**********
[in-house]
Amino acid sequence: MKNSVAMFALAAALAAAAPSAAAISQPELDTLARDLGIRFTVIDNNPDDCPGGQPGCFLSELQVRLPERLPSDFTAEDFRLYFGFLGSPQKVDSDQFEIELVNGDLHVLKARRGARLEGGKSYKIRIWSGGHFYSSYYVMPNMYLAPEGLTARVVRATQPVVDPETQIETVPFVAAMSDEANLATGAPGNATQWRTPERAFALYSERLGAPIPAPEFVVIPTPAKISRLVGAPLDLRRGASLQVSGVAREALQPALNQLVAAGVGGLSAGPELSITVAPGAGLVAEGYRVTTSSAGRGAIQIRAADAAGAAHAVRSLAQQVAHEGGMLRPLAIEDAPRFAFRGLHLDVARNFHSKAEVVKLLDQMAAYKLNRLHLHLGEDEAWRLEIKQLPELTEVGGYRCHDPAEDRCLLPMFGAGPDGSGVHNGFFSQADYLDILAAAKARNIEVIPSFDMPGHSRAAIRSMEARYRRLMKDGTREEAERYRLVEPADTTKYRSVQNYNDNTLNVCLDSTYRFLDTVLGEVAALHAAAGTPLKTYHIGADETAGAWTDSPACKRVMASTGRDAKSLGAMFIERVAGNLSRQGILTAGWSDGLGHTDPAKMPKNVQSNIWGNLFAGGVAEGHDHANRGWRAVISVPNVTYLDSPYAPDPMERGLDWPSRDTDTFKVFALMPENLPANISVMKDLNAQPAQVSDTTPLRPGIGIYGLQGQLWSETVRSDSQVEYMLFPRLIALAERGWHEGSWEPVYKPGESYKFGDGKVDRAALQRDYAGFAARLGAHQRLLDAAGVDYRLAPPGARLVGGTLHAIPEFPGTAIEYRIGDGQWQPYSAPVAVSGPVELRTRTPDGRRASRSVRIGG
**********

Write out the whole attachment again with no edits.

[in-house]
Amino acid sequence: MKNSVAMFALAAALAAAAPSAAAISQPELDTLARDLGIRFTVIDNNPDDCPGGQPGCFLSELQVRLPERLPSDFTAEDFRLYFGFLGSPQKVDSDQFEIELVNGDLHVLKARRGARLEGGKSYKIRIWSGGHFYSSYYVMPNMYLAPEGLTARVVRATQPVVDPETQIETVPFVAAMSDEANLATGAPGNATQWRTPERAFALYSERLGAPIPAPEFVVIPTPAKISRLVGAPLDLRRGASLQVSGVAREALQPALNQLVAAGVGGLSAGPELSITVAPGAGLVAEGYRVTTSSAGRGAIQIRAADAAGAAHAVRSLAQQVAHEGGMLRPLAIEDAPRFAFRGLHLDVARNFHSKAEVVKLLDQMAAYKLNRLHLHLGEDEAWRLEIKQLPELTEVGGYRCHDPAEDRCLLPMFGAGPDGSGVHNGFFSQADYLDILAAAKARNIEVIPSFDMPGHSRAAIRSMEARYRRLMKDGTREEAERYRLVEPADTTKYRSVQNYNDNTLNVCLDSTYRFLDTVLGEVAALHAAAGTPLKTYHIGADETAGAWTDSPACKRVMASTGRDAKSLGAMFIERVAGNLSRQGILTAGWSDGLGHTDPAKMPKNVQSNIWGNLFAGGVAEGHDHANRGWRAVISVPNVTYLDSPYAPDPMERGLDWPSRDTDTFKVFALMPENLPANISVMKDLNAQPAQVSDTTPLRPGIGIYGLQGQLWSETVRSDSQVEYMLFPRLIALAERGWHEGSWEPVYKPGESYKFGDGKVDRAALQRDYAGFAARLGAHQRLLDAAGVDYRLAPPGARLVGGTLHAIPEFPGTAIEYRIGDGQWQPYSAPVAVSGPVELRTRTPDGRRASRSVRIGG